Election Section

Music Library Opens Its Doors

By JANOS GEREBEN Special to the Planet
Friday July 30, 2004

Up to 1,000 Sicilian opera libretti! That’s just one category of surprises in the “Case X” inner sanctum of UC Berkeley’s new Jean Gray Hargrove Music Library. How can there be so many operas from Sicily? John H. Roberts has a simple answer: “Naples, in the old days.” Aha! 

Next to that stack in Case X (the letter X, not 10): 4,403 libretti for Italian (other than Sicilian, see?) operas, from the year 1600 on.  

Created in 1947, the music library finally has a building of its own. Located just across fro m Hertz Hall, the library is part of a new “arts quadrangle,” along with Wurster, Kroeber, and Morrison halls. A $4 million gift in 1997 from Jean Gray Hargrove—a concert pianist and 1935 music department alumna—was the major contribution that made the $1 3 million building project possible. 

Roberts is visibly exhausted—small wonder after running the library since 1987, heading the huge effort to build the new facility, and supervising a month of physically moving a good portion of the library’s 190,000 v olumes in time to meet the July 6 opening goal—but showing off Case X, he is now fully energized, brimming with enthusiasm as we walk through the restricted section.  

“Look,” says Roberts, handing over an ancient score, “what do you think it is?” There i s no title page, no information of any kind, the music doesn’t look remotely familiar. Well?  

“We got it this way, without any hint about what it may be, and it turned out to be Scarlatti’s ‘missing’ 1683 L’Aldimiro.” Finding the score in the music libra ry’s huge collection of opera led directly—with George Thomson, Michelle Dulak, and graduate students translating the libretto and making a performing edition of the score, Roberts says—to its first performance in at least three centuries, at the 1996 Ber keley Festival and Exhibition. Score one for the librarian.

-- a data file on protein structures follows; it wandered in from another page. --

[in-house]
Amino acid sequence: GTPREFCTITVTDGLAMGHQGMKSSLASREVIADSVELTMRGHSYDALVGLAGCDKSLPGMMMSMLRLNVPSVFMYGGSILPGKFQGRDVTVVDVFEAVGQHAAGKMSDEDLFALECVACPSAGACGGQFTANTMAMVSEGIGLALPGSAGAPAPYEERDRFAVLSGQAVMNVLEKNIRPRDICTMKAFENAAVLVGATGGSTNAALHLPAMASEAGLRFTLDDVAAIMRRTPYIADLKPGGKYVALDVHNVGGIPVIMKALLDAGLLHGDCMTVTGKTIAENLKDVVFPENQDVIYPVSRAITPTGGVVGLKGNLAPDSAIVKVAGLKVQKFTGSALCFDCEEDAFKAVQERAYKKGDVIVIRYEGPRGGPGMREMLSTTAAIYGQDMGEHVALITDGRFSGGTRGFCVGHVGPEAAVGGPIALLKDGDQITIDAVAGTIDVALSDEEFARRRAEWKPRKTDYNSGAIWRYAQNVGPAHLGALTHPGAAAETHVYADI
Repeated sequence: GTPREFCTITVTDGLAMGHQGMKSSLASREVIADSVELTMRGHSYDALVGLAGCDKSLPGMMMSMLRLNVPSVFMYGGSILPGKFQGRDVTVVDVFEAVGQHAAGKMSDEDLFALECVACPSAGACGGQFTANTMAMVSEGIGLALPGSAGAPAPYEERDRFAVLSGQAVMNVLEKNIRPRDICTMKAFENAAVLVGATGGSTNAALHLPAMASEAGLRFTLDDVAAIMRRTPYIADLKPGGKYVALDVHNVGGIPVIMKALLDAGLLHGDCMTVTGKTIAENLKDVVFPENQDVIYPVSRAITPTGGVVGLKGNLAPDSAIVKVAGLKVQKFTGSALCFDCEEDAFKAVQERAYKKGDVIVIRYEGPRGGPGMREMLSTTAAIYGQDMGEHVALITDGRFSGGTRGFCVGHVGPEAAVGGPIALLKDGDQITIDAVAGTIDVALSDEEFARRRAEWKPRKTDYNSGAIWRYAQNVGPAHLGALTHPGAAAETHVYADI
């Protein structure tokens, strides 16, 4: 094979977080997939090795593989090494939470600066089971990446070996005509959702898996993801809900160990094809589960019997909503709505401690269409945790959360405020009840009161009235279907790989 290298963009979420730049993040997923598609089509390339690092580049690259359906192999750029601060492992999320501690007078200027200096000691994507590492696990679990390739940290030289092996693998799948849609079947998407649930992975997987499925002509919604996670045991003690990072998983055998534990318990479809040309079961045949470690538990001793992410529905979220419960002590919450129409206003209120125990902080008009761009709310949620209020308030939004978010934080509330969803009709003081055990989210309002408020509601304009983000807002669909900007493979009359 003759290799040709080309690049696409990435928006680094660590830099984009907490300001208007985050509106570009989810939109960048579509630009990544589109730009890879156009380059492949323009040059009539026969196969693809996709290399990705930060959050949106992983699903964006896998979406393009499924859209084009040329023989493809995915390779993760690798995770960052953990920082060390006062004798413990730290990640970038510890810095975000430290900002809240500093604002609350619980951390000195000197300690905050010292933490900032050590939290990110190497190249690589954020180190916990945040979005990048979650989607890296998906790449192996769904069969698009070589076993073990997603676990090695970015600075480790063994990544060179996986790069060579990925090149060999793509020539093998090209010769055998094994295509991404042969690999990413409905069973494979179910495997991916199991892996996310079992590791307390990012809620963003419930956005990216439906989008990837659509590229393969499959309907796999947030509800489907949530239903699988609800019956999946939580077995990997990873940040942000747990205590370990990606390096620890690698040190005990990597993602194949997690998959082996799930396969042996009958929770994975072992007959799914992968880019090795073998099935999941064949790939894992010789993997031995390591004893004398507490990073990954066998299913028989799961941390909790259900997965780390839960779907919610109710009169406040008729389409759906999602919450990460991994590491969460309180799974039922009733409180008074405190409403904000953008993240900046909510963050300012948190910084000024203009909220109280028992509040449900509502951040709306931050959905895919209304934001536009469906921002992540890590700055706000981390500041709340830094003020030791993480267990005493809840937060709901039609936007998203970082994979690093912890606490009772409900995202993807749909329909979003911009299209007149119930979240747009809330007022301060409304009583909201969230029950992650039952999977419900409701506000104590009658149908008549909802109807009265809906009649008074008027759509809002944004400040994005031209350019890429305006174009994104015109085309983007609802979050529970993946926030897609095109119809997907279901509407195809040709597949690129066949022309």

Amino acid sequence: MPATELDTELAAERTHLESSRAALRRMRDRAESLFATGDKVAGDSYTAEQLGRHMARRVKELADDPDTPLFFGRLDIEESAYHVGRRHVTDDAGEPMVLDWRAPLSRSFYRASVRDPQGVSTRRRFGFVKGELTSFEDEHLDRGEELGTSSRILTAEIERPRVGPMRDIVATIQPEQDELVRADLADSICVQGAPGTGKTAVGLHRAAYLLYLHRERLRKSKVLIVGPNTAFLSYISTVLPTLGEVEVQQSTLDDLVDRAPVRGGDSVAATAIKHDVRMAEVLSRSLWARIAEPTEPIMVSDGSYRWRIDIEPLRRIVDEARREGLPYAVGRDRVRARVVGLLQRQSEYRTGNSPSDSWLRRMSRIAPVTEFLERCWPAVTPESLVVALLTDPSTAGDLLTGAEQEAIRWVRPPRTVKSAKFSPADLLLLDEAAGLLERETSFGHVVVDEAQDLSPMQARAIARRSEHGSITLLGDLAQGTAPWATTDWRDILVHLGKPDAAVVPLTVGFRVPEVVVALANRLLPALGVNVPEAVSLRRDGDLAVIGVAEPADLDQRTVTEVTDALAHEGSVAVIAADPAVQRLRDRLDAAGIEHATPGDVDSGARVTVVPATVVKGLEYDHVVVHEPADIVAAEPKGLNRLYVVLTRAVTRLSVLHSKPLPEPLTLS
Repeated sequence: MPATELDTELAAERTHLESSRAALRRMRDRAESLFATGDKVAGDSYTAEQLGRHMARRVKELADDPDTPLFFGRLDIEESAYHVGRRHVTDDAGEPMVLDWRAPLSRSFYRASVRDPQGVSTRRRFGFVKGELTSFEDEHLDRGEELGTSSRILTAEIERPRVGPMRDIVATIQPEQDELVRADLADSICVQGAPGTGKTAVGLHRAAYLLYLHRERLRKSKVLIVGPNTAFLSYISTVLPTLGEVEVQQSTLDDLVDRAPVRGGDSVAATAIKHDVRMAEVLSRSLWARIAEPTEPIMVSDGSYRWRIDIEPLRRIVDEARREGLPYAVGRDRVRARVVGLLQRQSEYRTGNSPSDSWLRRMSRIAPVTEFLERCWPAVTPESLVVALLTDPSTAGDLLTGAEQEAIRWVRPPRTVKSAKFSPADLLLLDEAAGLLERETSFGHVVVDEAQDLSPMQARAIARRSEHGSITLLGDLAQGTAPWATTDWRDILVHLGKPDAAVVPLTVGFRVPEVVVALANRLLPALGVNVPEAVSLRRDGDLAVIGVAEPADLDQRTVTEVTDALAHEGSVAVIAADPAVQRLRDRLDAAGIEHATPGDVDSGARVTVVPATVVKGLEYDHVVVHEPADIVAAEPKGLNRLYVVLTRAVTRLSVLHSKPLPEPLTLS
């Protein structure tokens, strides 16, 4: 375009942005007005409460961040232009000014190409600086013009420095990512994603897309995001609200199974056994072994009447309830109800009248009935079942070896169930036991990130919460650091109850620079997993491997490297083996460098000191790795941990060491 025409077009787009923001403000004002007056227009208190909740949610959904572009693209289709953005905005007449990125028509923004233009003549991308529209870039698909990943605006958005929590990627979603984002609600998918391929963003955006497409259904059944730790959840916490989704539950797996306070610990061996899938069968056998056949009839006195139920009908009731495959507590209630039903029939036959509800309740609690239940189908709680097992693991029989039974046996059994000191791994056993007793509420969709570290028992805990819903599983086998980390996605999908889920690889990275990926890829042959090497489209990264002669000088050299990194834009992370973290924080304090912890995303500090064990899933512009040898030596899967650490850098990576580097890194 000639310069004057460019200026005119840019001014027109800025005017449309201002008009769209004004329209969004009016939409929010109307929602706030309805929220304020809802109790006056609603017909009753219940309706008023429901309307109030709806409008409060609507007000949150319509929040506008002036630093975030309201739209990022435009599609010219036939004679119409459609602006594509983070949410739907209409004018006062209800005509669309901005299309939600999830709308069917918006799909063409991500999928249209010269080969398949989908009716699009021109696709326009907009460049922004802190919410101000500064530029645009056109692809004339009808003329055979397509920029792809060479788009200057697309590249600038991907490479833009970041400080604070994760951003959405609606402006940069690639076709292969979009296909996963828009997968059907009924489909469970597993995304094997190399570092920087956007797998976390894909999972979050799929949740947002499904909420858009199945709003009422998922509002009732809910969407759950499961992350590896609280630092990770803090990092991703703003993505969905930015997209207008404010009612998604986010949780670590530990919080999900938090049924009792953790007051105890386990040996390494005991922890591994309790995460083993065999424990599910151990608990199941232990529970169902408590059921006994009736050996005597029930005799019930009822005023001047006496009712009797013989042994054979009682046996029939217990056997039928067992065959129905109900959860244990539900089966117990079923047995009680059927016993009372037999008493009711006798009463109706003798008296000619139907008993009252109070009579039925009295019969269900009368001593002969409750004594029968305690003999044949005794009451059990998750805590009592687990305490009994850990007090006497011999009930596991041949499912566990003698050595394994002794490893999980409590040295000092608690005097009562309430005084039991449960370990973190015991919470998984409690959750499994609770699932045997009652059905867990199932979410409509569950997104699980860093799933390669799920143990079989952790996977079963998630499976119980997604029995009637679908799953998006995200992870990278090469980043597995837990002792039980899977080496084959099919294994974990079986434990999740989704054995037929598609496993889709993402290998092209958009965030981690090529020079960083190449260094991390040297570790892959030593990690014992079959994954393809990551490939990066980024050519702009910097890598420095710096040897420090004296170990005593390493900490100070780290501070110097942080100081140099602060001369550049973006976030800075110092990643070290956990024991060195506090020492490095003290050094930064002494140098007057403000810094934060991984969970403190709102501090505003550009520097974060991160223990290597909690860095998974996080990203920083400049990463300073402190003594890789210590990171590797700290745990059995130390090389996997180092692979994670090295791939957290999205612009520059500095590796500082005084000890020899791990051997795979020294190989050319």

Case X contains much more than opera—for example, a 1,000-volume collection of Tartini scores—but the next item Roberts picks up is an operatic delight: the tenor part for Wagner’s Tristan und I solde, copied for and used by the original Tristan, Ludwig Schnorr von Carolsfeld. “He was a very large man,” Roberts muses, “and died shortly after the premiere, in 1865, the strain of the role perhaps contributing...” 

The autograph score for Igor Strav insky’s Orpheus is amazingly clean, no corrections to be seen anywhere; Ernest Bloch—with significant local history—is represented by a large collection of his manuscripts; there are dozens of exquisitely bound old opera scores from Alfred Cortot’s collec tion; the library also owns the 11th century Gregorian chant manuscript called the Wolffheim Antiphoner, and Beethoven’s sketches for one of the string quartets.  

Everything in the new shiny, wood-warm, three-story building is available to faculty, students—and everybody else. There 128 listening stations/study places (complete with CD and DVD players, computers, and wireless connection), miles of open shelves of books and scores, some 50,000 recordings, a huge magazine collection (new copies resting on a flip cover under which you’ll find recent issues of the same publication), and even most of the Case X treasures are available to visitors—although not to be removed from the library, of course. There is also a comfortable seminar room with a baby Bösendorfer, from the estate of Edgar Sparks, the late, distinguished Berkeley musicologist.